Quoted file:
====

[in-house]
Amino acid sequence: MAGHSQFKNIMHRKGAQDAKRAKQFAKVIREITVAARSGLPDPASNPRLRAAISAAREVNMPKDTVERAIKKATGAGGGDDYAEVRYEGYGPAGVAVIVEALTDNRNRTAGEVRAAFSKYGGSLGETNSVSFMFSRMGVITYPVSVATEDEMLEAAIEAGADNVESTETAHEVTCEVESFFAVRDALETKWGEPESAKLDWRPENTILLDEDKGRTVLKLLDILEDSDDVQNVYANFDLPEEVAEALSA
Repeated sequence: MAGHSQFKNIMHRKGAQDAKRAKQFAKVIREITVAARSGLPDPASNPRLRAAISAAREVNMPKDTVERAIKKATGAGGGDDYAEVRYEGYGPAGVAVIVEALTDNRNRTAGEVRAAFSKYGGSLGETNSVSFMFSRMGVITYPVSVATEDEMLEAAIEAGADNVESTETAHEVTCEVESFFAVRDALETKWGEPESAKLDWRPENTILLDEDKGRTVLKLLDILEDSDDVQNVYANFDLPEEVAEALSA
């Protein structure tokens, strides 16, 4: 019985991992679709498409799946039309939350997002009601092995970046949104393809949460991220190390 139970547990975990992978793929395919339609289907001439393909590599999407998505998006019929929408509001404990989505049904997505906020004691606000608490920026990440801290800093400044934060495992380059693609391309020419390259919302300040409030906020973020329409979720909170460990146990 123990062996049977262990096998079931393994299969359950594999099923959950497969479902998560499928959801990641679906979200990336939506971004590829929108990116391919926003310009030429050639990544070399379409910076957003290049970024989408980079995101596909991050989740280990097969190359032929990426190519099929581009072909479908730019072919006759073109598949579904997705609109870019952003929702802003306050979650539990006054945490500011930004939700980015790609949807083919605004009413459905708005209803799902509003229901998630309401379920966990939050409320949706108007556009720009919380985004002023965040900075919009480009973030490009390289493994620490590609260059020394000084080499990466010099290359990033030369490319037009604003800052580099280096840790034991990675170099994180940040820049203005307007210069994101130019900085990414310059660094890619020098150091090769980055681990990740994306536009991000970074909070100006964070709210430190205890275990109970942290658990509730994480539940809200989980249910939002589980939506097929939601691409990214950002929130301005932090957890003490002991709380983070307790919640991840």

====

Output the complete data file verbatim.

[in-house]
Amino acid sequence: MAGHSQFKNIMHRKGAQDAKRAKQFAKVIREITVAARSGLPDPASNPRLRAAISAAREVNMPKDTVERAIKKATGAGGGDDYAEVRYEGYGPAGVAVIVEALTDNRNRTAGEVRAAFSKYGGSLGETNSVSFMFSRMGVITYPVSVATEDEMLEAAIEAGADNVESTETAHEVTCEVESFFAVRDALETKWGEPESAKLDWRPENTILLDEDKGRTVLKLLDILEDSDDVQNVYANFDLPEEVAEALSA
Repeated sequence: MAGHSQFKNIMHRKGAQDAKRAKQFAKVIREITVAARSGLPDPASNPRLRAAISAAREVNMPKDTVERAIKKATGAGGGDDYAEVRYEGYGPAGVAVIVEALTDNRNRTAGEVRAAFSKYGGSLGETNSVSFMFSRMGVITYPVSVATEDEMLEAAIEAGADNVESTETAHEVTCEVESFFAVRDALETKWGEPESAKLDWRPENTILLDEDKGRTVLKLLDILEDSDDVQNVYANFDLPEEVAEALSA
């Protein structure tokens, strides 16, 4: 019985991992679709498409799946039309939350997002009601092995970046949104393809949460991220190390 139970547990975990992978793929395919339609289907001439393909590599999407998505998006019929929408509001404990989505049904997505906020004691606000608490920026990440801290800093400044934060495992380059693609391309020419390259919302300040409030906020973020329409979720909170460990146990 123990062996049977262990096998079931393994299969359950594999099923959950497969479902998560499928959801990641679906979200990336939506971004590829929108990116391919926003310009030429050639990544070399379409910076957003290049970024989408980079995101596909991050989740280990097969190359032929990426190519099929581009072909479908730019072919006759073109598949579904997705609109870019952003929702802003306050979650539990006054945490500011930004939700980015790609949807083919605004009413459905708005209803799902509003229901998630309401379920966990939050409320949706108007556009720009919380985004002023965040900075919009480009973030490009390289493994620490590609260059020394000084080499990466010099290359990033030369490319037009604003800052580099280096840790034991990675170099994180940040820049203005307007210069994101130019900085990414310059660094890619020098150091090769980055681990990740994306536009991000970074909070100006964070709210430190205890275990109970942290658990509730994480539940809200989980249910939002589980939506097929939601691409990214950002929130301005932090957890003490002991709380983070307790919640991840």